average daily allowance for two reasons: 1) It sounds Why would I want to bring this up in MAKE maga-fair. 2) It sounds familiar; we should consume a zine? Partly because the solutions we seek are, in
roughly 2,000-calorie diet to be healthy. essence, engineering problems, and we need you
There are 60× 60× 24 = 86,400 seconds in a day. to go out and start solving those problems. But also
That means on the day you drink this bottle of because when I think about the future, it doesn’t
energy drink, you are using about 90W. That’s right, look so good unless we change the way we generate
drinking that single bottle and disposing of it is like and consume power. This will require everyone to
keeping an old incandescent light bulb on all day. change the way they do pretty much everything —
If you drink a bottle every day, it’s like you have your and that’s the good option. The bad scenario is that
own personal light bulb following you around — we don’t change much, we kill all the supporting
always. Illuminating, eh? And I didn’t even count the ecosystems, and descend into a future that makes
energy required to make the drink inside! Tank Girl look like a fairyland paradise.
So why didn’t I use carbon footprint as a measure? And finally, because it seems to me that buried in
Well, CO2 is sort of the enemy here, but it’s the the maker ethos is a fundamental part of the solu-secondary effect caused by our lifestyles. If you tion. Makers reuse things. Makers repurpose things.
calculate in terms of CO2, it’s tempting to believe Makers repair things. I will bet that a handmade table
you can “offset” that carbon by planting a tree. That built to last 200 years has an energy label not much
might be true in the far future when carbon pro- different from an IKEA table built to last 7 years —
grams are well-managed and stable, but there’s except for the fact that you can amortize that energy
no guarantee that the tree you plant today will last over a time period almost 30 times as long. That
forever and not simply return that CO2 to the atmo- means it effectively uses 1/30th of the energy.
sphere when it dies. I prefer to measure our impact High-quality things that are appreciated, repaired,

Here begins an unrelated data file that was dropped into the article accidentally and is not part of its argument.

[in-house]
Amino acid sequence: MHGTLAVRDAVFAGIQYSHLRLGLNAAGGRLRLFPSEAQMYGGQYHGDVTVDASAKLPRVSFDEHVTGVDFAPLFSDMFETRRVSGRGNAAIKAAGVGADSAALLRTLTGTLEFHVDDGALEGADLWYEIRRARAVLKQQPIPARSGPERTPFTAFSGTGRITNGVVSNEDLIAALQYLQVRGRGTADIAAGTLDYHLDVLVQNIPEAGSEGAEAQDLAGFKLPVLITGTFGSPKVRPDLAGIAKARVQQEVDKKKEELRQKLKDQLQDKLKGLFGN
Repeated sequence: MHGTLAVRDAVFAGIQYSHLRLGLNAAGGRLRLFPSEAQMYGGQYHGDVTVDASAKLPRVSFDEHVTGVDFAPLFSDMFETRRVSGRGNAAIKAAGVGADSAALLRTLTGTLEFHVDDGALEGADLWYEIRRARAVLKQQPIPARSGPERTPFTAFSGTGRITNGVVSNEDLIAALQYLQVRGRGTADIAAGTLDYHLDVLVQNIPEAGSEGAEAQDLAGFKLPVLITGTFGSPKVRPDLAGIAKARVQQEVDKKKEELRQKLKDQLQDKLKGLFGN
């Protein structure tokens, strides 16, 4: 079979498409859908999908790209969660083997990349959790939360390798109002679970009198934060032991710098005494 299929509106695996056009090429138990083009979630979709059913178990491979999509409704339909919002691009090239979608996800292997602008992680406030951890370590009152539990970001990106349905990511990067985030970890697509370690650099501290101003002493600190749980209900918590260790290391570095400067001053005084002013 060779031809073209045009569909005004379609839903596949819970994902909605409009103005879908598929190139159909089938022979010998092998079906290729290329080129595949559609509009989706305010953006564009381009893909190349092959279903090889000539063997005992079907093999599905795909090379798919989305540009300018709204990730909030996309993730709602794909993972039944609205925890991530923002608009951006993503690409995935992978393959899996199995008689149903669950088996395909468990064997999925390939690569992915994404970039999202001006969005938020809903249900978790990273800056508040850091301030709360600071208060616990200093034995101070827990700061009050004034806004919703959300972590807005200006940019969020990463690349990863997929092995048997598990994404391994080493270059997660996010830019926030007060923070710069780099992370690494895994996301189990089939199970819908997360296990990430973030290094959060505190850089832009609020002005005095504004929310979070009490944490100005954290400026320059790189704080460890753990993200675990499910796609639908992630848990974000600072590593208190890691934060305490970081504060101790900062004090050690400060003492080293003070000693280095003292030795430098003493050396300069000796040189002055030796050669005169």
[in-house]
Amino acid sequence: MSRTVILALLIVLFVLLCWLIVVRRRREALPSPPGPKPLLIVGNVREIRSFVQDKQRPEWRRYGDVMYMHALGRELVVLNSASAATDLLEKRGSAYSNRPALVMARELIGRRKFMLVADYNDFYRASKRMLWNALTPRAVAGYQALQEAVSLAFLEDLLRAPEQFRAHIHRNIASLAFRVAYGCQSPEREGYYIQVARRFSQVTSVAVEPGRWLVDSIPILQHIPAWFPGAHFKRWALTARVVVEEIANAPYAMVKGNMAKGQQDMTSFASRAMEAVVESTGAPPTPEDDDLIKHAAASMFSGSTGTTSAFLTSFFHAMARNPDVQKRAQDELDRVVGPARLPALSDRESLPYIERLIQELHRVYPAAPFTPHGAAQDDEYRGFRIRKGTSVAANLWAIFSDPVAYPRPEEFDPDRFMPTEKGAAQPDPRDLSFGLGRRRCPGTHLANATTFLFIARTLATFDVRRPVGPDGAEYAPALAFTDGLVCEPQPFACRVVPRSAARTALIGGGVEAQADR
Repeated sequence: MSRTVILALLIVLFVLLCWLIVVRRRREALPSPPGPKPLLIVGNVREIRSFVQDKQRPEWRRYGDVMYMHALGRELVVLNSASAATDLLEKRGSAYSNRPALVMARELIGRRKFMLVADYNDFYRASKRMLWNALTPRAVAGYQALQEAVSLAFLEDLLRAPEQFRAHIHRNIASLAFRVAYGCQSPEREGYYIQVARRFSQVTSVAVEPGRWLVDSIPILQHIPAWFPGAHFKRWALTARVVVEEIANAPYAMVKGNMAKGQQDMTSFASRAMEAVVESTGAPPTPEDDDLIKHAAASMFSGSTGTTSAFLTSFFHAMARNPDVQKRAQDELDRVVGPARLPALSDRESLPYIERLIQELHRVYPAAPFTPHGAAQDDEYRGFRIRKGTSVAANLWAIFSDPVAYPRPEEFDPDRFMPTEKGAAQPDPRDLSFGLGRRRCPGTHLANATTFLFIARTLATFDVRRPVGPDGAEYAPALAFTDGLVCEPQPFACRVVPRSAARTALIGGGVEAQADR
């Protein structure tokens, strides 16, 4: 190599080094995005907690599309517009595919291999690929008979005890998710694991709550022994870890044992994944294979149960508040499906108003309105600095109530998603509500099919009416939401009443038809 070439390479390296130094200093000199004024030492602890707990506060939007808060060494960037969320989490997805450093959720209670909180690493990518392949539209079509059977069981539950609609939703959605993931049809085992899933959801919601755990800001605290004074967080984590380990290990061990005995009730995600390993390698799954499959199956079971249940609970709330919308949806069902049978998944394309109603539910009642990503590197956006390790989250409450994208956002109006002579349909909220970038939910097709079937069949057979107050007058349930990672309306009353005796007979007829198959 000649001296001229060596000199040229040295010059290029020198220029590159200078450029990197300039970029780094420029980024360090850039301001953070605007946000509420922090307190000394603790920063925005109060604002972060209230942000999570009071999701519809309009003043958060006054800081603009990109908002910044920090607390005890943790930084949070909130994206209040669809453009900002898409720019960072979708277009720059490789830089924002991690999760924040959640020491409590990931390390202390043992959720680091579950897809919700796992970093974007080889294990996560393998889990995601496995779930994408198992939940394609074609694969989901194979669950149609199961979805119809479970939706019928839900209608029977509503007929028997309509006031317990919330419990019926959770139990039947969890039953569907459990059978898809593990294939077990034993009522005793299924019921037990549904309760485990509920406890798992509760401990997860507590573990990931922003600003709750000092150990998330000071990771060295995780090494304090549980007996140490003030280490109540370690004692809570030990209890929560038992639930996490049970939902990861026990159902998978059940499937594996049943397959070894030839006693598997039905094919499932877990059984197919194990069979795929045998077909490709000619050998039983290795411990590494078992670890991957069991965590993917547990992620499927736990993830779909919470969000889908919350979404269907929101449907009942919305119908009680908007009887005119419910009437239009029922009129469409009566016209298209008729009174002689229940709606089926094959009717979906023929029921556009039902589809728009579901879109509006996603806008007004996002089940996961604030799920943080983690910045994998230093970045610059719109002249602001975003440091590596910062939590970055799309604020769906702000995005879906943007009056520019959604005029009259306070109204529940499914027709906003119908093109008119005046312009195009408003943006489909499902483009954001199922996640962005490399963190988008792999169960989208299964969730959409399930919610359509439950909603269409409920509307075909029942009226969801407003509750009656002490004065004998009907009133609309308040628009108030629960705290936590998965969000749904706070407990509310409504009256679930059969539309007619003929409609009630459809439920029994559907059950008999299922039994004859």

in SI units (International System of Units), because and handmade become an important part of your
there can be nothing ambiguous about the results. life. My hope for a more beautiful future is that we
Every act of consumption we engage in has will have fewer things pass through our lives, of
consequences — consequences that are not very higher quality, and love them more.
visible to us. We aren’t presented with the ramifica- So go energize yourself by making an heirloom-tions when we purchase the product, we don’t see quality, reusable water jug.
the direct repercussions of the single act, and our
only way of seeing the end result is by abstract
association with headlines like “Polar Bears Dying
for Lack of Ice,” or “Dolphins Choking on Plastic in
the Pacific.” I suspect we’d act a little better if we
knew the consequences of our actions at the point
of purchase. Here’s an attempt to kick us off in that
direction. Perhaps one day all products will sport
both labels: nutrition facts and consumption facts.
If you’re interested in learning more, I recently
gave an extended talk on this subject at O’Reilly’s
ETech conference, and the slides and accompanying
text are available at wattzon.com.
Saul Griffith is a co-author of Howtoons and a recent recipient
of a MacArthur Fellowship.
Work is the
a force over
I perform work
on an apple when
I lift it from the ground to a table.
Energy is the ability to do work.
It’s a measure of how much work you
can do, whether it be moving apples,
or heating your house.
Power is the rate at which you
consume energy or do work. Lifting
the apple quickly onto the table
requires more power than doing
it slowly, but the same amount of
work is performed.
I chose watts as a convenient unit
to do all my calculations in. Wattage
is a measure of power, which makes
it independent of time. People often
ask “Watts per what?” The correct
answer would be “Watts per always.”
It’s the average. If you are burning
a 100W light bulb, it’s using 100
watts (joules per second) whenever
it’s turned on.
So I can conveniently use watts
to add together the things I do
that happen on markedly different
time scales: the yearly things, the
monthly things, and the daily things.
Thinking of your life in light bulbs
might help you build an intuition for
your power consumption.
Remember: “Watts per al ways.”
26 Make: Volume 14